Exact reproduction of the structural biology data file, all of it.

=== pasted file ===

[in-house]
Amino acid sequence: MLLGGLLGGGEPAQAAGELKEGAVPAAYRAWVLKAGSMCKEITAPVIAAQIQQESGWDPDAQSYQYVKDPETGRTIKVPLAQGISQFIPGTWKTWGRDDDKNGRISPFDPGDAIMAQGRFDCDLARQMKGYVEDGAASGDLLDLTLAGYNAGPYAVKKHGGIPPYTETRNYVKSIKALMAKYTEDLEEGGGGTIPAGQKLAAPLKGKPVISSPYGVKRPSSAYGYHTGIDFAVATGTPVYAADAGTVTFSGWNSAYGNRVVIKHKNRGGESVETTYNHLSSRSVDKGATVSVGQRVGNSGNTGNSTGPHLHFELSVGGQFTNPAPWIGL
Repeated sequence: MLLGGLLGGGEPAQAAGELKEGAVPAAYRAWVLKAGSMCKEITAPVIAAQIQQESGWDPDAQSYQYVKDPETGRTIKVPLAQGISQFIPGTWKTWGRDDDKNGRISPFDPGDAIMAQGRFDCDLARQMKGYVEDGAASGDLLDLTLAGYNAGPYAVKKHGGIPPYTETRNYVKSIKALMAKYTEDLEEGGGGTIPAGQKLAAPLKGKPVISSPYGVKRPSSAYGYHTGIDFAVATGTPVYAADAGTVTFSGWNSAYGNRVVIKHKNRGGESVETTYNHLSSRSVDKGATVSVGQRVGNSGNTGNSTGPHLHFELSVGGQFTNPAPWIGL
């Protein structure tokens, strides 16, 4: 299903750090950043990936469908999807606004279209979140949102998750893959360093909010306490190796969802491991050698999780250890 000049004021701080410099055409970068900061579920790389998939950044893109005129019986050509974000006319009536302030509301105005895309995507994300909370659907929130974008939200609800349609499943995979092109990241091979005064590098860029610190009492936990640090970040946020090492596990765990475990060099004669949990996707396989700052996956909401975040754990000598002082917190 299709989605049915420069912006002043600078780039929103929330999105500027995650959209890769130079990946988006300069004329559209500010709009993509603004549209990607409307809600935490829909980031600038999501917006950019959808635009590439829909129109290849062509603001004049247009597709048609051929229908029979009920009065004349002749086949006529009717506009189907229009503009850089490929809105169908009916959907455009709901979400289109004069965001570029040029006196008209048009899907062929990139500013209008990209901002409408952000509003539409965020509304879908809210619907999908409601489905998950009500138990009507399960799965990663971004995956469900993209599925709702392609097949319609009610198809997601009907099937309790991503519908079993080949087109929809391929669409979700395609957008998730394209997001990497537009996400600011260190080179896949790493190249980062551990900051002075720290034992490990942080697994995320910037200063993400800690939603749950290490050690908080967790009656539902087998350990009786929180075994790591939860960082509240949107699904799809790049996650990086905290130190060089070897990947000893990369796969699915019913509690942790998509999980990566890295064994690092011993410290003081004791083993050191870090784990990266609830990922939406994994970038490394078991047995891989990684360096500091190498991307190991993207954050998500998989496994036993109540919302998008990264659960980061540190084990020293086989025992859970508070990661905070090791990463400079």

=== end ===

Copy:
[in-house]
Amino acid sequence: MLLGGLLGGGEPAQAAGELKEGAVPAAYRAWVLKAGSMCKEITAPVIAAQIQQESGWDPDAQSYQYVKDPETGRTIKVPLAQGISQFIPGTWKTWGRDDDKNGRISPFDPGDAIMAQGRFDCDLARQMKGYVEDGAASGDLLDLTLAGYNAGPYAVKKHGGIPPYTETRNYVKSIKALMAKYTEDLEEGGGGTIPAGQKLAAPLKGKPVISSPYGVKRPSSAYGYHTGIDFAVATGTPVYAADAGTVTFSGWNSAYGNRVVIKHKNRGGESVETTYNHLSSRSVDKGATVSVGQRVGNSGNTGNSTGPHLHFELSVGGQFTNPAPWIGL
Repeated sequence: MLLGGLLGGGEPAQAAGELKEGAVPAAYRAWVLKAGSMCKEITAPVIAAQIQQESGWDPDAQSYQYVKDPETGRTIKVPLAQGISQFIPGTWKTWGRDDDKNGRISPFDPGDAIMAQGRFDCDLARQMKGYVEDGAASGDLLDLTLAGYNAGPYAVKKHGGIPPYTETRNYVKSIKALMAKYTEDLEEGGGGTIPAGQKLAAPLKGKPVISSPYGVKRPSSAYGYHTGIDFAVATGTPVYAADAGTVTFSGWNSAYGNRVVIKHKNRGGESVETTYNHLSSRSVDKGATVSVGQRVGNSGNTGNSTGPHLHFELSVGGQFTNPAPWIGL
């Protein structure tokens, strides 16, 4: 299903750090950043990936469908999807606004279209979140949102998750893959360093909010306490190796969802491991050698999780250890 000049004021701080410099055409970068900061579920790389998939950044893109005129019986050509974000006319009536302030509301105005895309995507994300909370659907929130974008939200609800349609499943995979092109990241091979005064590098860029610190009492936990640090970040946020090492596990765990475990060099004669949990996707396989700052996956909401975040754990000598002082917190 299709989605049915420069912006002043600078780039929103929330999105500027995650959209890769130079990946988006300069004329559209500010709009993509603004549209990607409307809600935490829909980031600038999501917006950019959808635009590439829909129109290849062509603001004049247009597709048609051929229908029979009920009065004349002749086949006529009717506009189907229009503009850089490929809105169908009916959907455009709901979400289109004069965001570029040029006196008209048009899907062929990139500013209008990209901002409408952000509003539409965020509304879908809210619907999908409601489905998950009500138990009507399960799965990663971004995956469900993209599925709702392609097949319609009610198809997601009907099937309790991503519908079993080949087109929809391929669409979700395609957008998730394209997001990497537009996400600011260190080179896949790493190249980062551990900051002075720290034992490990942080697994995320910037200063993400800690939603749950290490050690908080967790009656539902087998350990009786929180075994790591939860960082509240949107699904799809790049996650990086905290130190060089070897990947000893990369796969699915019913509690942790998509999980990566890295064994690092011993410290003081004791083993050191870090784990990266609830990922939406994994970038490394078991047995891989990684360096500091190498991307190991993207954050998500998989496994036993109540919302998008990264659960980061540190084990020293086989025992859970508070990661905070090791990463400079």